Why doctors should never practice self-primary care

I am a mid-40s female rheumatologist. Fortunately, I consider myself to be fairly healthy; my diet and weight are OK, I run 30 to 35 miles per week, and my only medication is a low-estrogen oral contraceptive that I have been self-prescribing for years. Work and life are busy, and my health maintenance could be better. I have been getting regular mammograms since age 40 (some self-prescribed), maybe I see my gynecologist every two or three years, and I can’t remember the last time I went for a routine physical exam. When I do annual corporate insurance screens to lower my health care premium, my heart rate and blood pressure are fine, and all of my labs are normal. I never smoked. I feel fine, so why do I need a primary care doctor, or an annual physical exam? I am board-certified in internal medicine as well as rheumatology. I am my own primary care doctor!

Recently, one of my psoriatic arthritis patients who is my age came in for follow up after undergoing a wide local excision for melanoma. Come to think of it, many of my patients in their 40s have had skin cancers. Gee, I don’t think I ever went for a full skin check, and I am certainly guilty of more sun exposure than I should admit. At that point, I decided to use some paid time off (PTO) for health maintenance, because when else would I have time? I diligently scheduled a dermatology appointment, dentist appointment (my dentist’s office has been texting me for six months), gynecology appointment, and asked one of my colleagues to be my new primary care doctor.

Last week on a PTO day, I went for my routine physical exam. We went through the appropriate motions — review of systems negative, I feel pretty good, work and family life are stressful for us all, and so on. My colleague then proceeded with a careful and thorough physical exam. As she palpated my abdomen, she told me to relax, as my abdominal muscles seemed tight. “I’m not that muscular,” I laughed. Nonetheless, my colleague palpated a painless upper abdominal mass, which she pointed out to me. Maybe it was the protein bar that I just ate, languishing in my stomach. I had no unusual gastrointestinal symptoms. Just to be safe, since we both felt something, she ordered a complete abdominal ultrasound.

My father died of pancreatic cancer. That evening, I nervously palpated my upper abdomen, definitely appreciating a smooth mass, despite long digesting that morning protein bar. I looked at my eyes and under my tongue — no jaundice. No back pain. No weight loss. I feel fine, except for an uneasy feeling that this incidental finding on physical exam was the beginning of the end. Since I don’t usually palpate my abdomen for painless masses, this is something I would have never noticed.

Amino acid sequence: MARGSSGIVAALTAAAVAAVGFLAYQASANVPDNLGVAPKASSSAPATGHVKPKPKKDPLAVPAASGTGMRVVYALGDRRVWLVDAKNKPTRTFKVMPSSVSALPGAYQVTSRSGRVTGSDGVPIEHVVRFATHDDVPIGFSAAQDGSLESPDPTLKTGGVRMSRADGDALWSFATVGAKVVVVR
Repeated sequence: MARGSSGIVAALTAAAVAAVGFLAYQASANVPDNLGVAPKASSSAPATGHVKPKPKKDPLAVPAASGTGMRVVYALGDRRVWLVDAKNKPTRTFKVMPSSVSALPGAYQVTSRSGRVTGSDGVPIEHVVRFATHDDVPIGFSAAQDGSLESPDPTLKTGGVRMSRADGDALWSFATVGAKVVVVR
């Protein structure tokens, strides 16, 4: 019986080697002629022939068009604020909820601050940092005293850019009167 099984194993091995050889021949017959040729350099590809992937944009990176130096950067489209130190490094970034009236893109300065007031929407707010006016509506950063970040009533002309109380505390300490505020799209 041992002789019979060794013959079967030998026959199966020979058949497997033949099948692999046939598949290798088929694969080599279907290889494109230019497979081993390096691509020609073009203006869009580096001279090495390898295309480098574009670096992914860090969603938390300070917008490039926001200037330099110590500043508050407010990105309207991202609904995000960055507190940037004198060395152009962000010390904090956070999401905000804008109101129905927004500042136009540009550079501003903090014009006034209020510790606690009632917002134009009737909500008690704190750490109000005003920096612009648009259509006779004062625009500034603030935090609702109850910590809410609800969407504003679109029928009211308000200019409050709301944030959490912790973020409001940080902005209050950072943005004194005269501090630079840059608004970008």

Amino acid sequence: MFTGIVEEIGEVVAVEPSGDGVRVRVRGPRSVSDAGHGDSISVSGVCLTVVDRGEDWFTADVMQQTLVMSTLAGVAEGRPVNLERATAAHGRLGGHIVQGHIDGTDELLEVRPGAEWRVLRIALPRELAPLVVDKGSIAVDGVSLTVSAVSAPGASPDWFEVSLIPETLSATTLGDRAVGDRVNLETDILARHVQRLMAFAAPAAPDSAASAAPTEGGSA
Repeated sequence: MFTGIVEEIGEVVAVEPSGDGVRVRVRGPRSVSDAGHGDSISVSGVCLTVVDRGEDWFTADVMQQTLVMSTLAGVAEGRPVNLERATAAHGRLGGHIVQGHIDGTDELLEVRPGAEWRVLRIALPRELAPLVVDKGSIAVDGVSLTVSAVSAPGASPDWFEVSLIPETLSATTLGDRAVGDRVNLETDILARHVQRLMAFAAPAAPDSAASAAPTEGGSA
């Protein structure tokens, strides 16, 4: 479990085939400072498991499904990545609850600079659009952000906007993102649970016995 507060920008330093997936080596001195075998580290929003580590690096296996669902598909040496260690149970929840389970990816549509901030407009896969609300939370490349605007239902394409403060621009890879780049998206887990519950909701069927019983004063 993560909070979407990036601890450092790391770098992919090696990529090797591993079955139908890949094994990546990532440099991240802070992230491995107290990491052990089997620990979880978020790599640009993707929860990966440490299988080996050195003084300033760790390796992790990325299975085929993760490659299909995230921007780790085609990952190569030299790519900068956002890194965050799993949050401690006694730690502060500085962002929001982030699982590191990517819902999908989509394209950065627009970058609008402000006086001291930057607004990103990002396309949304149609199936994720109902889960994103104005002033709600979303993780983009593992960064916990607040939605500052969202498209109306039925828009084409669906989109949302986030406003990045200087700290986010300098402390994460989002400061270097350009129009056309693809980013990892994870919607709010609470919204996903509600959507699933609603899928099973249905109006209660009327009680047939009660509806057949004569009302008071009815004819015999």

I skipped my standard early morning run (which I never do) because I needed to be fasting for the abdominal ultrasound. Besides, how could I focus on running when I was about to be diagnosed with a terminal cancer? As the technician was scanning my abdomen, it was obvious that she found “the mass.” With a quizzical grimace, she took numerous measurements, and then told me that she would discuss with the radiologist and bring him in. In a few minutes, I would learn of that cancerous mass in the head of my pancreas obstructing my gallbladder. What else could this be? But I have no other symptoms. Brace yourself.

The radiologist, also my colleague, came in. “It seems that you have a hepatic adenoma arising from the left lobe of your liver. I see you take oral contraceptives, which is probably contributing.” Adenoma? That’s not adenocarcinoma? My pancreas is OK? Yes, I have been taking oral contraceptives for a million years! OK, maybe more like over 20 years, except, of course, when pregnant. “The doctor who is prescribing your oral contraceptives needs to know, and you should stop taking them.”

I am the doctor who has been prescribing them.

Hepatic adenomas are uncommon benign liver tumors that are strongly associated with the prolonged use of oral contraceptives. The mass on ultrasound was well-circumscribed and slightly over 5 cm in its largest diameter, which is on the cusp of what may need to be resected due to risk of spontaneous rupture. However, with stopping oral contraceptives and close follow up, we hope this will shrink and can be managed with close surveillance alone. At my upcoming scheduled gynecology appointment, I will discuss non-hormonal contraception.

I consider myself to be extremely fortunate. Had it not been for the astute physical exam performed by my primary care doctor, this abdominal mass would have remained unnoticed. I would have continued my self-prescribed oral contraceptives, and perhaps in a year or so, I would have developed compressive symptoms from this enlarging adenoma, or worse yet, a spontaneous rupture with bleeding into my abdomen. This routine physical exam may have saved my life! In this overwhelming era of reliance on documentation, metrics, and advanced imaging in medicine, I am indebted to my colleague, who used her clinical intuition following a thorough physical exam. This is something that Dr. Google can never replace.

So I urge my physician colleagues, despite your busy schedules, please be diligent about your own health maintenance, just as we advise for our patients. And regardless of your specialty, please make sure you have a primary care doctor who is not yourself, and schedule your annual physical exam.

Deborah R. Alpert is a rheumatologist.

Image credit: Shutterstock.com

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